At East Circular Quay, as at Barangaroo, there was voluble public protest but so over-emotional and under-informed that it could never have been effective, even had it not emerged so late that decisions were irrevocably made and precedents irrevocably set.

On Barangaroo, the two main protest groups are Friends of Barangaroo (FOB) and Barangaroo Action Group (BAG). FOB, being politician-led (by Clover’s colleagues Marcelle Hoff and John McInerney), makes most of the noise and is at least genuinely interested in planning Sydney. BAG, being mainly disaffected residents, seems largely self-interested but has most of the money.

Over time the FOB-BAG rallies are losing steam, but it is still worth examining their points. Many of these (transparency, developer competition, council control) relate to process. The rest, about half, are about product – excessive density, “design excellence”, city integration, compliance with the 2030 vision, retention of “maritime links” and continuous foreshore promenade – but so loosely framed that even the protagonists cannot say how they would define success.

Accusations fly thick and fast. FOB leader McInerney insists that Paul Keating is in Lend Lease’s pay; that he pressured the original design jury towards the Richard Rogers Lend Lease scheme then “spent the next three years subverting the Thalis scheme”. Keating denies it (“I’m in this for the L-O-V-E of it.”) But there’s actually no reason why, as juror, he shouldn’t champion his preferred scheme and I was surprised he didn’t push harder at the time. It is said that Lend Lease has been “silencing” Sydney’s design professions. “This is how they work,” say some, by getting the professions’ key people on their payroll. But most of the “key people” involved (like architect Keith Cottier and landscape architect Oi Choong) are advising the Barangaroo Delivery Authority, not Lend Lease, and although the head of the authority, John Tabart, is ex-Lend Lease, there is no evidence he favours them unduly.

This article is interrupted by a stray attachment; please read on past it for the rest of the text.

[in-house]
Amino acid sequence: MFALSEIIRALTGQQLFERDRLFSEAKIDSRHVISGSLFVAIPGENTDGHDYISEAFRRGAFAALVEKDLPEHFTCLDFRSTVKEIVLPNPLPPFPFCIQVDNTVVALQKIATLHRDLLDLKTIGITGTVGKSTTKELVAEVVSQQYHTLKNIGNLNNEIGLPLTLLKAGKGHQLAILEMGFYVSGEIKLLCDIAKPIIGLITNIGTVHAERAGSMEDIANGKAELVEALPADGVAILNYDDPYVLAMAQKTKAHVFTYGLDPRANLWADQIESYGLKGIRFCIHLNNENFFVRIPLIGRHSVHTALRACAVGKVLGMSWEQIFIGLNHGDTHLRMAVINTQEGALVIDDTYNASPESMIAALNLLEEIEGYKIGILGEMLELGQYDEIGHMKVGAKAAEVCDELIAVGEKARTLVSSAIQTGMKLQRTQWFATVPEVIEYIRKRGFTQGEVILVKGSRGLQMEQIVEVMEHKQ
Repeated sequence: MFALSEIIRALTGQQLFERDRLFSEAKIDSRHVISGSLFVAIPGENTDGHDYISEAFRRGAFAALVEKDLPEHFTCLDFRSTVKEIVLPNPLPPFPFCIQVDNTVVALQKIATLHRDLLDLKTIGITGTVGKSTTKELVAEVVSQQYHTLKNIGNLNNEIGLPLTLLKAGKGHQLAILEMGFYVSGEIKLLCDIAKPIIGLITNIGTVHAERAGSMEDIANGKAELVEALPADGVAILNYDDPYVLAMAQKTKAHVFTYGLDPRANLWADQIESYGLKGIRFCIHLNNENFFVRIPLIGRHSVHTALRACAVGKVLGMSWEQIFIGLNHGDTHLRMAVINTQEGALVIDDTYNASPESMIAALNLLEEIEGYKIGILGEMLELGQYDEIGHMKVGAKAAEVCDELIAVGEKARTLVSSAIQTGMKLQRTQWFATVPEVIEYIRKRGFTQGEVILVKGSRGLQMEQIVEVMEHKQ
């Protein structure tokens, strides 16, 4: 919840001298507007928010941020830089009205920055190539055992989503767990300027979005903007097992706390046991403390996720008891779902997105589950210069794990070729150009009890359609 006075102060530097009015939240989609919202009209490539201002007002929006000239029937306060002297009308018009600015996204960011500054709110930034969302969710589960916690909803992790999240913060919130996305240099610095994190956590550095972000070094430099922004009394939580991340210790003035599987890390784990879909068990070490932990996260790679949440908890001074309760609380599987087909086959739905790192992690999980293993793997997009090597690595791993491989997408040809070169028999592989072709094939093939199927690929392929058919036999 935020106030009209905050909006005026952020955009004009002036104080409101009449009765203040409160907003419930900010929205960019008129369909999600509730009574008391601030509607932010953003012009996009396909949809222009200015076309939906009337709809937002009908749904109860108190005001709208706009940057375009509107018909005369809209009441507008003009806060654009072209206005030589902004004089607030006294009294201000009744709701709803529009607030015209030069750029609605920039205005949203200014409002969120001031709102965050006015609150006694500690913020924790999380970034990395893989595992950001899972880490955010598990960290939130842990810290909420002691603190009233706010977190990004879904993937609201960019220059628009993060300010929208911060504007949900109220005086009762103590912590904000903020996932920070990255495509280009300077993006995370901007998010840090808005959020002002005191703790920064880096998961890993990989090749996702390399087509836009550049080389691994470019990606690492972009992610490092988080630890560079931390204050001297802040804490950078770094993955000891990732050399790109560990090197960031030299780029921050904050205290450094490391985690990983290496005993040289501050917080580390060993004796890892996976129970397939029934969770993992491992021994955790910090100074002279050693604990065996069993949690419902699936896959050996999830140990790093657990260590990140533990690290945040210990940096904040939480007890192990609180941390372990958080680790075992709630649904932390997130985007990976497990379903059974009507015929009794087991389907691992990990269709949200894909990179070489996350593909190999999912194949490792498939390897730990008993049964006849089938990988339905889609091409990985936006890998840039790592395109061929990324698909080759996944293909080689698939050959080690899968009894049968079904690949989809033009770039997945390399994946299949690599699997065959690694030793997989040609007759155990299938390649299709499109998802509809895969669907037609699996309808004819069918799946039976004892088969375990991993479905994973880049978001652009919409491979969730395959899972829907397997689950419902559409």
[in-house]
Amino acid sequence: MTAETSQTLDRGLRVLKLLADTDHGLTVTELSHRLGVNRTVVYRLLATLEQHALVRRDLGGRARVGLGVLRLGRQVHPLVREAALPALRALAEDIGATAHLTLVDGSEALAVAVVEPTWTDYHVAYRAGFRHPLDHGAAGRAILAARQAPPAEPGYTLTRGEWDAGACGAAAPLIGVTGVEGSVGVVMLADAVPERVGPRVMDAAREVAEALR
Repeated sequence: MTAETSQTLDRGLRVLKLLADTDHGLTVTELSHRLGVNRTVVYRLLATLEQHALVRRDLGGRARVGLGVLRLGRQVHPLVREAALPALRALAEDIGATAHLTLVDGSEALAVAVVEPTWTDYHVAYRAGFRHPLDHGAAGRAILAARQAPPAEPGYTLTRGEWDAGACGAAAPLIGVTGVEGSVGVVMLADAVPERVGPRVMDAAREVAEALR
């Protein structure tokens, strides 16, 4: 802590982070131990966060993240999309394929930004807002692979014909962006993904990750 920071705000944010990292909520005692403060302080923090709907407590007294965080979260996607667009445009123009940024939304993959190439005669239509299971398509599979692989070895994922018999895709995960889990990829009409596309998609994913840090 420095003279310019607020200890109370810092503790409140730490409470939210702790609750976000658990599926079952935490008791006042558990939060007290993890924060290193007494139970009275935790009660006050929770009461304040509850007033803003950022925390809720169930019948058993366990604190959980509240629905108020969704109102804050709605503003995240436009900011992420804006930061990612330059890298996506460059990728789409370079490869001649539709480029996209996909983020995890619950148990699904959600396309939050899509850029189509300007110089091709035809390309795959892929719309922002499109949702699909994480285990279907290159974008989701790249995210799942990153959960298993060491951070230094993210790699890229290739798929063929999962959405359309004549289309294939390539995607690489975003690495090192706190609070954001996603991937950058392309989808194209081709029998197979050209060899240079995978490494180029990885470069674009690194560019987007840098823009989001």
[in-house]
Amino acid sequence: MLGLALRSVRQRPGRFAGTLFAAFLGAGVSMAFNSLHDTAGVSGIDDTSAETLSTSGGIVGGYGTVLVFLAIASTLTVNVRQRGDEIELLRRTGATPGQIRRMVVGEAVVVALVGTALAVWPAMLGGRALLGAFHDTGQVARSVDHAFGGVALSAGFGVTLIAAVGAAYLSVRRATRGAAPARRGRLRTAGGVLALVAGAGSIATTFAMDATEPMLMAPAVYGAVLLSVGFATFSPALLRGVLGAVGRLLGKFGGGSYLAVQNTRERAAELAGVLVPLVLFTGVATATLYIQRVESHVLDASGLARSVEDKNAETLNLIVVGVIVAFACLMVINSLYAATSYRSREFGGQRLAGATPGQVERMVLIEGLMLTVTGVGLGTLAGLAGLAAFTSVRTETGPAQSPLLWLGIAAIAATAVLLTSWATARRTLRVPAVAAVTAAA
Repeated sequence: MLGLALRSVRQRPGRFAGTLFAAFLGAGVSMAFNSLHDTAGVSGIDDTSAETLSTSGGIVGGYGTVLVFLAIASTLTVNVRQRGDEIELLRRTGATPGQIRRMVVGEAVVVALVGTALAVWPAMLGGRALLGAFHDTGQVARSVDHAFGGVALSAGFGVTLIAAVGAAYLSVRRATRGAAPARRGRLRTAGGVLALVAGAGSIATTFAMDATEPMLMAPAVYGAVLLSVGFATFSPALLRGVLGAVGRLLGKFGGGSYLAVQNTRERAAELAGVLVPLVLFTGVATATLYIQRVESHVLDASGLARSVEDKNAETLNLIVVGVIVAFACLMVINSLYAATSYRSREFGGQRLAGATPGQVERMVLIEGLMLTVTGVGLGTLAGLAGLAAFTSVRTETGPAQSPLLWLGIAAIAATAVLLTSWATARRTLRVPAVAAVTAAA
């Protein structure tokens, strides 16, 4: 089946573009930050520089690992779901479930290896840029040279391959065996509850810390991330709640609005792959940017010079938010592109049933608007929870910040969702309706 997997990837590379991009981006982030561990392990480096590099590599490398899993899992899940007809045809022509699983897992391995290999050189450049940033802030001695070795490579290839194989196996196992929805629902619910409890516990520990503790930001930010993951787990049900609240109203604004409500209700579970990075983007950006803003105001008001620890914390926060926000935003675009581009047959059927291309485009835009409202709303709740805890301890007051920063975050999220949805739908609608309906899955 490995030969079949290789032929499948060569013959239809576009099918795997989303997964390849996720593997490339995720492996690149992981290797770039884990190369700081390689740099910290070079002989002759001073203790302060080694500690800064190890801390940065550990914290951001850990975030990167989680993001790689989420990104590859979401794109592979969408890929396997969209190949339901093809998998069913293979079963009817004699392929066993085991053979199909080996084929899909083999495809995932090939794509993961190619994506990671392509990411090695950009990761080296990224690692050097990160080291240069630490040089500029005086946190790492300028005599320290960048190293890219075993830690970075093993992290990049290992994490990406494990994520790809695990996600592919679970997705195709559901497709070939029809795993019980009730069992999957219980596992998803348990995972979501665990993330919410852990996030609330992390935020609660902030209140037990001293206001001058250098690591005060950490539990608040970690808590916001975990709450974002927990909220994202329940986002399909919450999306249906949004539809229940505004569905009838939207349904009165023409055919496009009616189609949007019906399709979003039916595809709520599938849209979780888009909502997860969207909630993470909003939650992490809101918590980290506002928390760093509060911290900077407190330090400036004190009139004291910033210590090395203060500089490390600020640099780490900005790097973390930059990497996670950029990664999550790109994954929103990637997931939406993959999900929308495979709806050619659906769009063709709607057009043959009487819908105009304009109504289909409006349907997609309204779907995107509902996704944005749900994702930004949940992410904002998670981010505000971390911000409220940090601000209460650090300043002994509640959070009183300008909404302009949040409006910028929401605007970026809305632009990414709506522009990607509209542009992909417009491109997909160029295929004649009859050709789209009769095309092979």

There is a lingering sense that Hill Thalis, the competition winners, were badly treated (true), that Keating has no right to run the show (true) and that there is something sleazy about the “tram-flap” proposal to take fill from the southern (Lend Lease site) to build up Point Keating in the north – even to the point of suggesting this is where Keating’s headland proposal came from (false).

There are fears that Lend Lease will immediately convert the waterside hotel to residential (in fact, they’ve signed an agreement prohibiting this) and threats from FOB and BAG to litigate on the basis of soil contamination. (The toxins are real, but Lend Lease is already contracted to clean the entire site permanently). But that’s all process stuff, of strictly interim significance. And yet there’s one aspect of process that, although it will deeply scar the product, is largely ignored by the protesters.

It was a string of decisions. First, choosing the “development control authority” model that had already wrecked docklands from London to Melbourne and was widely discredited for its gung-ho approach and shameless conflict of interest. At Darling Harbour, this model had produced a precinct-wide dissociative personality disorder. At The Rocks, it flanked our loveliest historic district with a bunch of third-rate towers. Bad enough. But at Barangaroo the problem is amplified by continuing government determination that the entire development should be “cost-neutral”.

Add this demand to an authority already conflicted (as owner and planner, both, with negligible transparency obligations) and it’s real vampire-in-charge-of-the-blood-bank stuff. Next came the decision to abandon the original mixed-use idea and instead bifurcate the site, demanding that the south-end towers (Lend Lease) fund the north-end park (Keating). The bigger Point Keating, the higher the towers. One residents’ solution is to get rid of Point Keating and so shrink the towers. But this seems unduly timid. We should surely strive for brilliance north and south, in nature and culture. But the separation of the two makes it that much harder to achieve. On the headland, Keating has employed the US landscape guru, Peter Walker, to produce a scheme surprisingly similar to Romaldo Giurgola’s Canberra Parliament House.